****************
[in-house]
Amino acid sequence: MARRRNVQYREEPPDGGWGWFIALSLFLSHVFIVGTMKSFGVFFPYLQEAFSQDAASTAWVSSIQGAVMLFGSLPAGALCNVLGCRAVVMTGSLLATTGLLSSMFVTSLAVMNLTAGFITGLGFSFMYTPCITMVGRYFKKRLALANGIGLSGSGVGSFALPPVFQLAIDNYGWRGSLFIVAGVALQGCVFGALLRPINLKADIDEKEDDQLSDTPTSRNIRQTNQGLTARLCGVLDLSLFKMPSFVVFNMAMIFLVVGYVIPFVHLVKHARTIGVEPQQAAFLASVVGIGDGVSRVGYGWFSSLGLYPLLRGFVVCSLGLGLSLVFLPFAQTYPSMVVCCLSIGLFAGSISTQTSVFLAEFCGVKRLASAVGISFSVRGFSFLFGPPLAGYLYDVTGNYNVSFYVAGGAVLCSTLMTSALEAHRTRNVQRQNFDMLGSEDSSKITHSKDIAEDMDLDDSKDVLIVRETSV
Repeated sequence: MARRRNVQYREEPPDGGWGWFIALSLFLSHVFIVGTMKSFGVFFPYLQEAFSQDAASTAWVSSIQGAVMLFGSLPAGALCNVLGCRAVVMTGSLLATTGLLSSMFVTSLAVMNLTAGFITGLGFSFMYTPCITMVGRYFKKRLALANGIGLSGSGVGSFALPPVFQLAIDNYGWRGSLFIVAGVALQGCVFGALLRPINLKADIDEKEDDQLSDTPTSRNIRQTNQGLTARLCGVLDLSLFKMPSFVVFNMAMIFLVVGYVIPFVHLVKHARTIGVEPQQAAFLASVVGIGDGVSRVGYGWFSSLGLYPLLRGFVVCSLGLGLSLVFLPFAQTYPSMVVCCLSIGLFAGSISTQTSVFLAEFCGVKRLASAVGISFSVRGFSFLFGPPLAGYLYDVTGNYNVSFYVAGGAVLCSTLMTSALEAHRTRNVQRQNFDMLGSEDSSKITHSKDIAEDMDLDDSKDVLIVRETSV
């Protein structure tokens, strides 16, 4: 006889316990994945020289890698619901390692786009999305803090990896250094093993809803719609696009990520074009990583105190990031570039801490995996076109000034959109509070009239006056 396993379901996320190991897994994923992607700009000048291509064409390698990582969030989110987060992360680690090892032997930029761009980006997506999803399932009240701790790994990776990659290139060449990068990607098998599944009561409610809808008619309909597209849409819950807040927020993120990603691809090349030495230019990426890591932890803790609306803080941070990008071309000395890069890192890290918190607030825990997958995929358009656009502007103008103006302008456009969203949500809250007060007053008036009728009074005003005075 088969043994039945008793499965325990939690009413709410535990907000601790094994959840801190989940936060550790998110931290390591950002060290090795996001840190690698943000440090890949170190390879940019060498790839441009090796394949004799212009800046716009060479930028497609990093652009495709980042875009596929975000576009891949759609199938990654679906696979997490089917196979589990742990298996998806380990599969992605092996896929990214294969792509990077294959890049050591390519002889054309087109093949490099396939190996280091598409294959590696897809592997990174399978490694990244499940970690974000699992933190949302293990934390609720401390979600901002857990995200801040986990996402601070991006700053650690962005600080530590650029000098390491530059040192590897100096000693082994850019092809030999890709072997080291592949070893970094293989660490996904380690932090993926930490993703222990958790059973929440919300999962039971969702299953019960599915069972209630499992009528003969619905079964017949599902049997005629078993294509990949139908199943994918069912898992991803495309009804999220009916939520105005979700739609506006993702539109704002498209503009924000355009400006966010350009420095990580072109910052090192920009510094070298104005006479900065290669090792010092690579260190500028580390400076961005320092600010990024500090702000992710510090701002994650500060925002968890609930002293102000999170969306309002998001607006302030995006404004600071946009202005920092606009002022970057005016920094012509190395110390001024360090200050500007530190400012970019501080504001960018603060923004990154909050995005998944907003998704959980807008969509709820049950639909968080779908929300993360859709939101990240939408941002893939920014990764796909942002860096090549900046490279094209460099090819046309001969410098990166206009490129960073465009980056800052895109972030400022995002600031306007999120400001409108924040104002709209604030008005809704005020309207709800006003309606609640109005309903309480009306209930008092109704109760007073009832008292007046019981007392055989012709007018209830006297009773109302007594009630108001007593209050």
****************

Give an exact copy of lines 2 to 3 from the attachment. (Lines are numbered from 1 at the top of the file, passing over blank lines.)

Amino acid sequence: MARRRNVQYREEPPDGGWGWFIALSLFLSHVFIVGTMKSFGVFFPYLQEAFSQDAASTAWVSSIQGAVMLFGSLPAGALCNVLGCRAVVMTGSLLATTGLLSSMFVTSLAVMNLTAGFITGLGFSFMYTPCITMVGRYFKKRLALANGIGLSGSGVGSFALPPVFQLAIDNYGWRGSLFIVAGVALQGCVFGALLRPINLKADIDEKEDDQLSDTPTSRNIRQTNQGLTARLCGVLDLSLFKMPSFVVFNMAMIFLVVGYVIPFVHLVKHARTIGVEPQQAAFLASVVGIGDGVSRVGYGWFSSLGLYPLLRGFVVCSLGLGLSLVFLPFAQTYPSMVVCCLSIGLFAGSISTQTSVFLAEFCGVKRLASAVGISFSVRGFSFLFGPPLAGYLYDVTGNYNVSFYVAGGAVLCSTLMTSALEAHRTRNVQRQNFDMLGSEDSSKITHSKDIAEDMDLDDSKDVLIVRETSV
Repeated sequence: MARRRNVQYREEPPDGGWGWFIALSLFLSHVFIVGTMKSFGVFFPYLQEAFSQDAASTAWVSSIQGAVMLFGSLPAGALCNVLGCRAVVMTGSLLATTGLLSSMFVTSLAVMNLTAGFITGLGFSFMYTPCITMVGRYFKKRLALANGIGLSGSGVGSFALPPVFQLAIDNYGWRGSLFIVAGVALQGCVFGALLRPINLKADIDEKEDDQLSDTPTSRNIRQTNQGLTARLCGVLDLSLFKMPSFVVFNMAMIFLVVGYVIPFVHLVKHARTIGVEPQQAAFLASVVGIGDGVSRVGYGWFSSLGLYPLLRGFVVCSLGLGLSLVFLPFAQTYPSMVVCCLSIGLFAGSISTQTSVFLAEFCGVKRLASAVGISFSVRGFSFLFGPPLAGYLYDVTGNYNVSFYVAGGAVLCSTLMTSALEAHRTRNVQRQNFDMLGSEDSSKITHSKDIAEDMDLDDSKDVLIVRETSV